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Published April 9, 2019

Balding Cherub isn’t only an apt description of Tommy Dassalo, it’s also the name of his 2019 Melbourne International Comedy Festival Show.

Part of the joy of seeing a Dassalo show is that over the past few years he’s increasingly incorporated his art and animation skills into the show. That’s true in Balding Cherub too, which opens and closes with heartwarming and funny animation sequences.

Another part of the joy in seeing Dassalo perform comes from his skill in sharing personal stories while remaining professional, and professionally funny at that. There’s no dropping of the performance persona to reveal secrets or trauma. Instead, Dassalo is amiable, and he peppers stories from his life with enough throwaway gags and asides that you’re kept giggling until the big punchline hits (and then you laugh harder). There’s a sizeable amount of introspection, but Dassalo is clever and keeps the audience laughing with him, rather than at his experiences.

The question of bravery in sharing mental health stories is raised.  Dassalo has a point, and he makes it well; it’s not brave, it just is. And the more TV shows, podcasts and comedy shows there are that discuss experiences with mental ill-health, the better. Including your experiences in a comedy show isn’t an excuse not to be funny though, and Dassalo knows that too. He balances the difficulty of his experience against thoughtful punchlines, introducing levity through humour (and a straight-up reassurance that he’s doing okay now – he doesn’t want your pity laughs, he wants your genuine giggles). Some of the material veers towards edgy, but Dassalo has the skill and the likeability to keep these jokes firmly on the ‘funny’ side of the line.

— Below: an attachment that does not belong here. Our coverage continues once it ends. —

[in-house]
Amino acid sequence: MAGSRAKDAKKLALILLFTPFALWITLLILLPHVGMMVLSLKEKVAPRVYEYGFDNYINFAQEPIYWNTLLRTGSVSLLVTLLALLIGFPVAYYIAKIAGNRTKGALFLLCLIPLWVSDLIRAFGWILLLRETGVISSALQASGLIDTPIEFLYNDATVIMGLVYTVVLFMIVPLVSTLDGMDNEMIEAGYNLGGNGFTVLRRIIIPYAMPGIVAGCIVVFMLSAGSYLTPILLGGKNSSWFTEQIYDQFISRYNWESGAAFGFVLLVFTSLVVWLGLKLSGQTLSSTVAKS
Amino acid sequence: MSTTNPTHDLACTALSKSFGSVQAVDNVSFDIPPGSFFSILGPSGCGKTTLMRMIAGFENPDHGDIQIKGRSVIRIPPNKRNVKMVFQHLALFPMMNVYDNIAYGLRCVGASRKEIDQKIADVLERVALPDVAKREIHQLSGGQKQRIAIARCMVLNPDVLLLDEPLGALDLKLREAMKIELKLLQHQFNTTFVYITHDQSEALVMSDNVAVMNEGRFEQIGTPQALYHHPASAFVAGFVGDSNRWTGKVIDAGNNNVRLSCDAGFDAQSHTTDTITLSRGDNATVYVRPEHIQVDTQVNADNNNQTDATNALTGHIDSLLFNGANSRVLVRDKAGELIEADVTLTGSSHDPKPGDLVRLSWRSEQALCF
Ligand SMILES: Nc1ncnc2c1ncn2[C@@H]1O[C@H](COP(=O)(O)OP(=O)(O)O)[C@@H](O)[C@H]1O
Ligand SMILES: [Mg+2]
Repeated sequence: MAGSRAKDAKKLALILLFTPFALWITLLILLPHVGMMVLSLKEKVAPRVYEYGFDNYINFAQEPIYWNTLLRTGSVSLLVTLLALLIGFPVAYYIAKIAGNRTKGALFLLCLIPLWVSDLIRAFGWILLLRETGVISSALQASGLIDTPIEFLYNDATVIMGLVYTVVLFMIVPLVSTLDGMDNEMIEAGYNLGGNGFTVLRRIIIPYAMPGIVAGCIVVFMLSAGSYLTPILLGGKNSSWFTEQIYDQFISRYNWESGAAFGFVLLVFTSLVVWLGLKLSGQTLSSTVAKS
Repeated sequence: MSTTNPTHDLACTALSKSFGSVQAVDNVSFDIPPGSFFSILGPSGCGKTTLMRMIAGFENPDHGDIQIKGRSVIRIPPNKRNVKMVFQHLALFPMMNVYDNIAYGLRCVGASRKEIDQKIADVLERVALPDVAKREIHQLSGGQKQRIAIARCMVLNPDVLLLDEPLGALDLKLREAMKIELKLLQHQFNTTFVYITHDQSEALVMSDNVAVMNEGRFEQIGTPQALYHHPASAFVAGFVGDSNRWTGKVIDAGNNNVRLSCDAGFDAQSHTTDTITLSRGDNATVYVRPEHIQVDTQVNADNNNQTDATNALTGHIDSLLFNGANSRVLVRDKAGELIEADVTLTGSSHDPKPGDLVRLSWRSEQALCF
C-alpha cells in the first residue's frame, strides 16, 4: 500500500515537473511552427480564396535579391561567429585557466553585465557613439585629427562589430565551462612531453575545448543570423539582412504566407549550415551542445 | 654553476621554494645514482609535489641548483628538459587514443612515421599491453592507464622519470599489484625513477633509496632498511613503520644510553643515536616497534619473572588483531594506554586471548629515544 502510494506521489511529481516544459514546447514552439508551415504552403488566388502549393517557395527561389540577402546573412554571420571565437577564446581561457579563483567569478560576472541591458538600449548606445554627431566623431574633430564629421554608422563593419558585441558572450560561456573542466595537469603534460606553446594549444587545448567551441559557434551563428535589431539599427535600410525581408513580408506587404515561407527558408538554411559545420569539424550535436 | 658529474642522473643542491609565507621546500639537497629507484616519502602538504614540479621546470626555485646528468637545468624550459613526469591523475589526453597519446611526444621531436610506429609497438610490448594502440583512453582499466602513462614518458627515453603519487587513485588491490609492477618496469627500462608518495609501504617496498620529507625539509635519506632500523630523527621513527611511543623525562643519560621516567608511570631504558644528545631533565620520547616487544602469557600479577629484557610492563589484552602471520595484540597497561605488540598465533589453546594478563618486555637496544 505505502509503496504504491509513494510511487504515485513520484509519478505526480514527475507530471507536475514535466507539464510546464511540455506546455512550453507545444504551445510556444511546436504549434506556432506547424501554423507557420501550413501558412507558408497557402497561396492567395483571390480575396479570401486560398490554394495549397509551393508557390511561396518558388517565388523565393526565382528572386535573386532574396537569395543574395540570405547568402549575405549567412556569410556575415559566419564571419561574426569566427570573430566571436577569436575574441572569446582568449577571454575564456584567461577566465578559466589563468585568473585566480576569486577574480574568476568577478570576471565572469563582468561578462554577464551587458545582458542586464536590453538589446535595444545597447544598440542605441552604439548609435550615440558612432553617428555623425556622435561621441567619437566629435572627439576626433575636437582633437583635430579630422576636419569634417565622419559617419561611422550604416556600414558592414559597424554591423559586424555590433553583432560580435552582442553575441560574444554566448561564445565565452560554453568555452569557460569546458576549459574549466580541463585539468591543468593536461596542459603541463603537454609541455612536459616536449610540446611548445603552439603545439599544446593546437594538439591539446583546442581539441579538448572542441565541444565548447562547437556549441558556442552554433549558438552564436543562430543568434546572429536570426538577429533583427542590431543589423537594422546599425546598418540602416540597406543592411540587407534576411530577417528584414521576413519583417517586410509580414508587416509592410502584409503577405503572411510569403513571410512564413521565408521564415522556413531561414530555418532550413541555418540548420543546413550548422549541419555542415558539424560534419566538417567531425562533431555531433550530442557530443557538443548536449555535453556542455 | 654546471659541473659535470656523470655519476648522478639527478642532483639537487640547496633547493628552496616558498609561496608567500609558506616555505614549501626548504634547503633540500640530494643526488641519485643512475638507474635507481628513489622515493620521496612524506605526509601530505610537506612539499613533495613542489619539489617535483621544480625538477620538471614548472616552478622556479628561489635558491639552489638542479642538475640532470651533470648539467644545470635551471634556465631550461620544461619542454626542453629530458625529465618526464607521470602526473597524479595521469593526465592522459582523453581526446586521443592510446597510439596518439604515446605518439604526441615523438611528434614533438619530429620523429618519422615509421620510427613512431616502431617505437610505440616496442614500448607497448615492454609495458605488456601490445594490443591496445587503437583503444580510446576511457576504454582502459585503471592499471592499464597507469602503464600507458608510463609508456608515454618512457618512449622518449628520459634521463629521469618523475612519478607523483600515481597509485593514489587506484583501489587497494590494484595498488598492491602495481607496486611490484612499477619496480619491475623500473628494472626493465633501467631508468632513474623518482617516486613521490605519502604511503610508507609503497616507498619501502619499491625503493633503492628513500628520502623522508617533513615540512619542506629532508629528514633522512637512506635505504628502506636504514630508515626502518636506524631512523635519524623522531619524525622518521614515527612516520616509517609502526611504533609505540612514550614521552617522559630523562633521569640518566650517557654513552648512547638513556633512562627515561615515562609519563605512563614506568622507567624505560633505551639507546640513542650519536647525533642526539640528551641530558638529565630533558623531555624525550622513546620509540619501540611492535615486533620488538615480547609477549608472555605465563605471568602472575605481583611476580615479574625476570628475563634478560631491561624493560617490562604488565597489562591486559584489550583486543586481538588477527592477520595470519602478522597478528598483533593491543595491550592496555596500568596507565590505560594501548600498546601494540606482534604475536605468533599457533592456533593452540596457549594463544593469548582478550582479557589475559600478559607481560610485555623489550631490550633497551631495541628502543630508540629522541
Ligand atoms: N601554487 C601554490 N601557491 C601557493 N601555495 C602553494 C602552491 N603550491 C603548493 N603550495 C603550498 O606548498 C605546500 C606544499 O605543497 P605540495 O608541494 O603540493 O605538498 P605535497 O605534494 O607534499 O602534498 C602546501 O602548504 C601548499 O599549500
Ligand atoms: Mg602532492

Unfortunately, the audience chose to literally distance themselves from Dassalo, with the front three rows almost entirely empty, despite a reasonable-sized crowd for a Thursday night. Dassalo did his best to bridge this gap, but with a sedentary audience it wasn’t long before he switched approaches and leveraged the experience into a joke instead. Dassalo’s ability to say ‘fuck it’ and keep going is indicative of the through-line of the whole show.

The show is described as ‘a self-hindrance seminar about how to love yourself in spite (and because) of your many, many flaws.’ Blurb write-ups for the festival are not usually so accurate, and reviewing this show really just feels like an expansion of that summary. So grab a beer, a buddy, and don’t be afraid to sit in the front row for Balding Cherub. You might get picked on, but it’ll definitely be funny.

 

Balding Cherub is on at 8:20 at the Coopers Inn until 21 April as part of the 2019 Melbourne International Comedy Festival. Tickets are available at the venue or via the MICF website.

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